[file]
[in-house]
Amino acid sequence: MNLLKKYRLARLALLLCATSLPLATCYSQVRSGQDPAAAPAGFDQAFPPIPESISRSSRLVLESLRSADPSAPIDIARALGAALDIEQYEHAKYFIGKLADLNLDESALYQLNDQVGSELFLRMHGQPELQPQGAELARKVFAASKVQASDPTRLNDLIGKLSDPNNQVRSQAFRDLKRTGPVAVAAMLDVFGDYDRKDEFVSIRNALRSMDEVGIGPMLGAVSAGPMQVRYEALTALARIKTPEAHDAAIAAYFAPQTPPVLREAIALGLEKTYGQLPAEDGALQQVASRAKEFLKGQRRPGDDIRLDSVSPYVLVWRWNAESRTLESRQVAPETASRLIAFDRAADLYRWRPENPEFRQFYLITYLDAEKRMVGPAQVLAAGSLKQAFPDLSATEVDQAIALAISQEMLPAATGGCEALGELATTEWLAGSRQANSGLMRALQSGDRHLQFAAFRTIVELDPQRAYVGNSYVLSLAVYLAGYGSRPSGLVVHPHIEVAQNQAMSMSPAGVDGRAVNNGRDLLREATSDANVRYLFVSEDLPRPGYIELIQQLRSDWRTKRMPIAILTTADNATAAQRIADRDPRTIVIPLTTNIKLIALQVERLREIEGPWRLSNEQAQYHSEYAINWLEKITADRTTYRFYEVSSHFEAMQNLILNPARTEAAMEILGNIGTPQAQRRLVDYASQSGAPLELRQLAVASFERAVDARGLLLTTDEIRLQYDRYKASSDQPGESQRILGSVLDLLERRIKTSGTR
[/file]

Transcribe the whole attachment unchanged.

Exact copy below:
[in-house]
Amino acid sequence: MNLLKKYRLARLALLLCATSLPLATCYSQVRSGQDPAAAPAGFDQAFPPIPESISRSSRLVLESLRSADPSAPIDIARALGAALDIEQYEHAKYFIGKLADLNLDESALYQLNDQVGSELFLRMHGQPELQPQGAELARKVFAASKVQASDPTRLNDLIGKLSDPNNQVRSQAFRDLKRTGPVAVAAMLDVFGDYDRKDEFVSIRNALRSMDEVGIGPMLGAVSAGPMQVRYEALTALARIKTPEAHDAAIAAYFAPQTPPVLREAIALGLEKTYGQLPAEDGALQQVASRAKEFLKGQRRPGDDIRLDSVSPYVLVWRWNAESRTLESRQVAPETASRLIAFDRAADLYRWRPENPEFRQFYLITYLDAEKRMVGPAQVLAAGSLKQAFPDLSATEVDQAIALAISQEMLPAATGGCEALGELATTEWLAGSRQANSGLMRALQSGDRHLQFAAFRTIVELDPQRAYVGNSYVLSLAVYLAGYGSRPSGLVVHPHIEVAQNQAMSMSPAGVDGRAVNNGRDLLREATSDANVRYLFVSEDLPRPGYIELIQQLRSDWRTKRMPIAILTTADNATAAQRIADRDPRTIVIPLTTNIKLIALQVERLREIEGPWRLSNEQAQYHSEYAINWLEKITADRTTYRFYEVSSHFEAMQNLILNPARTEAAMEILGNIGTPQAQRRLVDYASQSGAPLELRQLAVASFERAVDARGLLLTTDEIRLQYDRYKASSDQPGESQRILGSVLDLLERRIKTSGTR